As the Taliban had promised a softer rule when they returned to power last year, they had also claimed that they would respect women’s rights in line with their Islamic Shariah law.
But now they have taken a U-turn on female education, the education ministry had announced that they would open schools for all students, including girls, and the schools will begin teaching from Wednesday. Still, after the classes began, the ministry posted a new notice stating that “ We inform all-girls high schools and those having female students above class six that they are off until the next order.” It is important to note that women’s rights and female education were major causes of concern after the withdrawal of international forces in Afghanistan.
And after this announcement, many girls and women are disappointed as they have to turn away from schools. Hence many teachers, students, and other women’s rights activists have rallied in Kabul against the ban. A local media has shared footage of a few dozen of women, together with wearing school uniforms, demanding their rights to study and work.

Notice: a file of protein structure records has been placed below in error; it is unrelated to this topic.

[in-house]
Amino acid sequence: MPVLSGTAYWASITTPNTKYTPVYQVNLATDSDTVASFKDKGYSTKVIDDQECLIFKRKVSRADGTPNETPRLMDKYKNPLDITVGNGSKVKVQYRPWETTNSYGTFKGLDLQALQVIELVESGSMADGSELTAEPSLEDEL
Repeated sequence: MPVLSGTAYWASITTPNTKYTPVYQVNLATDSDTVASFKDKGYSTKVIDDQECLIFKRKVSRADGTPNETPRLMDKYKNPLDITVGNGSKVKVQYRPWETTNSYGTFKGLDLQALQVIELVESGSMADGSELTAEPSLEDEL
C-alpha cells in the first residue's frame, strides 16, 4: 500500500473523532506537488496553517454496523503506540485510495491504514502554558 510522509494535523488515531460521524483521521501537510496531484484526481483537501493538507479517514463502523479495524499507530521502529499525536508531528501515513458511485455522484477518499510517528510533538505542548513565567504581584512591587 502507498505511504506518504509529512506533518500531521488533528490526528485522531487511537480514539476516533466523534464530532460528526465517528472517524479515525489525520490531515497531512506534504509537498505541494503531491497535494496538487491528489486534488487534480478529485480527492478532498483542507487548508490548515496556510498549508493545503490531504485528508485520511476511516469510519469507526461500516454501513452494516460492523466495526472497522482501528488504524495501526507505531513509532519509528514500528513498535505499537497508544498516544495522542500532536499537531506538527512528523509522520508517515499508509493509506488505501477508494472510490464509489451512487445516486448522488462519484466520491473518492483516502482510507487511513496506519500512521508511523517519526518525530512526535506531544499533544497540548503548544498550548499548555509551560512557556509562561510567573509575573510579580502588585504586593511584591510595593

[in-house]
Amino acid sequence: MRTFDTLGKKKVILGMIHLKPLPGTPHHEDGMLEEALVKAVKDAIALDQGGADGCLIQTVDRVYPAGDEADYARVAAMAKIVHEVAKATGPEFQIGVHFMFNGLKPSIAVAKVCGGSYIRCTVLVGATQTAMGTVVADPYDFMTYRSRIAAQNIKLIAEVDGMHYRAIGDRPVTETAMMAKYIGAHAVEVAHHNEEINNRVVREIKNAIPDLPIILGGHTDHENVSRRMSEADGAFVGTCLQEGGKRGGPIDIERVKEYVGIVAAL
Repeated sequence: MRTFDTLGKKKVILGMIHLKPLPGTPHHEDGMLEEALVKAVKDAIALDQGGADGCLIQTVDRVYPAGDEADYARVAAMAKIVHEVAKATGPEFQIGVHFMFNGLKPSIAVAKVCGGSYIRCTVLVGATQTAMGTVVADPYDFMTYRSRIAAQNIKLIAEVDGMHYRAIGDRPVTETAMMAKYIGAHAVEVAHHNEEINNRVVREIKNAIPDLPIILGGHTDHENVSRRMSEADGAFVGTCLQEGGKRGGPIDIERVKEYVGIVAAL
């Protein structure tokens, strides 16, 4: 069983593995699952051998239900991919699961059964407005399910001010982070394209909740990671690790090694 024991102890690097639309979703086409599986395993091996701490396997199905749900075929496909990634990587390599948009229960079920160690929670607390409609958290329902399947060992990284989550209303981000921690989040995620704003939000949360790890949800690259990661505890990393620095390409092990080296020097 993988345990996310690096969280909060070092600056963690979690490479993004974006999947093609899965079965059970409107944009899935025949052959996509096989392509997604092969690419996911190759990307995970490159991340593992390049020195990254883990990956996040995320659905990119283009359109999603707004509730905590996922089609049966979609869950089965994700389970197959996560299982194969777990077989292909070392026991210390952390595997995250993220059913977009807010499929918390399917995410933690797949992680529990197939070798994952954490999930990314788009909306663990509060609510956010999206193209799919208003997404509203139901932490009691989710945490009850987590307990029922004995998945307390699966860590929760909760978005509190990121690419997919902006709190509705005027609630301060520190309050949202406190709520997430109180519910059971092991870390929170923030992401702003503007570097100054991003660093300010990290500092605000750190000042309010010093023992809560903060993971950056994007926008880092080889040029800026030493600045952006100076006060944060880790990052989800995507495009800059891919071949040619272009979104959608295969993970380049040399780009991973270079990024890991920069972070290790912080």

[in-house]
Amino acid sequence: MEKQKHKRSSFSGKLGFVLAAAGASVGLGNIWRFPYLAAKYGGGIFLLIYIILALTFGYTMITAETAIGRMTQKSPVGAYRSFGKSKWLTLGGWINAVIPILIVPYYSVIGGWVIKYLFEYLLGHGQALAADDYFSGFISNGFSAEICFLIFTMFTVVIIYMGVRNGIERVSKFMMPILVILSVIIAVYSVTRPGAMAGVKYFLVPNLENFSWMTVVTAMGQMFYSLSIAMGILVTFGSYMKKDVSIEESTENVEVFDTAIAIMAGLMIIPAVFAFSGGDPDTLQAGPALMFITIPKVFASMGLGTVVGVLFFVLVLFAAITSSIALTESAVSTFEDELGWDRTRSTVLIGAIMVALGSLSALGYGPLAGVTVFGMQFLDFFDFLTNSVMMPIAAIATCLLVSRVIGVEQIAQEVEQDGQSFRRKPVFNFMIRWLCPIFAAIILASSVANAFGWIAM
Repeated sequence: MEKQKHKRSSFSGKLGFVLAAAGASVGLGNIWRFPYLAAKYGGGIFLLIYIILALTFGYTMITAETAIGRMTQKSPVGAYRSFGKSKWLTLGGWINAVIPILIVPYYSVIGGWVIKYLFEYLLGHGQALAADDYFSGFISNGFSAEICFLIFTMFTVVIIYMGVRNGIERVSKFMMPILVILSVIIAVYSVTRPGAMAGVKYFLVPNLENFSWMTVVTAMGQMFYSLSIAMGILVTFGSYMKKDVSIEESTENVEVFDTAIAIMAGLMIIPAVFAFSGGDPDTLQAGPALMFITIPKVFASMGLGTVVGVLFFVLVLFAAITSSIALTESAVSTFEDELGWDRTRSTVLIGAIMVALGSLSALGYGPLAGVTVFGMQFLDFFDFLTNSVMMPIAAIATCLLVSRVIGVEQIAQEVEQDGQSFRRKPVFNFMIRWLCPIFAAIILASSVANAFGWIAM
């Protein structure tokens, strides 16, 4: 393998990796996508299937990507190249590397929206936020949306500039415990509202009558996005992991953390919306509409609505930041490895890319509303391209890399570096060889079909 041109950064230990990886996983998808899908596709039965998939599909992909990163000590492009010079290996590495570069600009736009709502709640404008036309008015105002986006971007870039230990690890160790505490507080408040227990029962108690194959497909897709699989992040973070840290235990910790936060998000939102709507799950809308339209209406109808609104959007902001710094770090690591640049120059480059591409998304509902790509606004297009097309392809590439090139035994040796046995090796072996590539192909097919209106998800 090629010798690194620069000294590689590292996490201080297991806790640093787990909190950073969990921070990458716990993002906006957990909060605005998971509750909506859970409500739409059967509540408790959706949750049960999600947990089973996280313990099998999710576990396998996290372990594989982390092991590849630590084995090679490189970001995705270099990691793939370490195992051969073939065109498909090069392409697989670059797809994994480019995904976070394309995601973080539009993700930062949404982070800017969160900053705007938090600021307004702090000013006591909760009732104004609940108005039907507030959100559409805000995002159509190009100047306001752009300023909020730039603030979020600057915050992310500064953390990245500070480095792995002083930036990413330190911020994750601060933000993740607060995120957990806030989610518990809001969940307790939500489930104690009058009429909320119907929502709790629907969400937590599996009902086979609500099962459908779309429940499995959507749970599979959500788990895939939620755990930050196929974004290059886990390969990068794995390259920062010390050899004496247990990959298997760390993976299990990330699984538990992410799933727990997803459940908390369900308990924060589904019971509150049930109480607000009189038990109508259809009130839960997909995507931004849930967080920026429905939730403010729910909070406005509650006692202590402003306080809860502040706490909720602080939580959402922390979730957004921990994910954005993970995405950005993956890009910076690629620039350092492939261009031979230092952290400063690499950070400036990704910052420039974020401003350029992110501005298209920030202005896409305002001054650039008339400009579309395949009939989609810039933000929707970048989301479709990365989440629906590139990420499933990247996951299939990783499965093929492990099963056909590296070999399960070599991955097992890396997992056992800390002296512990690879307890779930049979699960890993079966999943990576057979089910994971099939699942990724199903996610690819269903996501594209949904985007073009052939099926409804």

Slogans like “ Open the schools! Justice, Justice!” were chanted by the protesters; some even had banners that said, “ Education is our fundamental right, not a political plan.”
While the United States has announced that it has canceled the planned talks with the Taliban by stating that: “ We have canceled some of our engagements, including planned meetings in Doha Forum, and have made it clear that we see this decision as a potential turning point in our engagement.” this was said by State department deputy spokeswomen Jalina Porter.
This decision of the Taliban has received a backlash from many international female foreign ministers and the US. Experts suggest that the Taliban will not change this decision.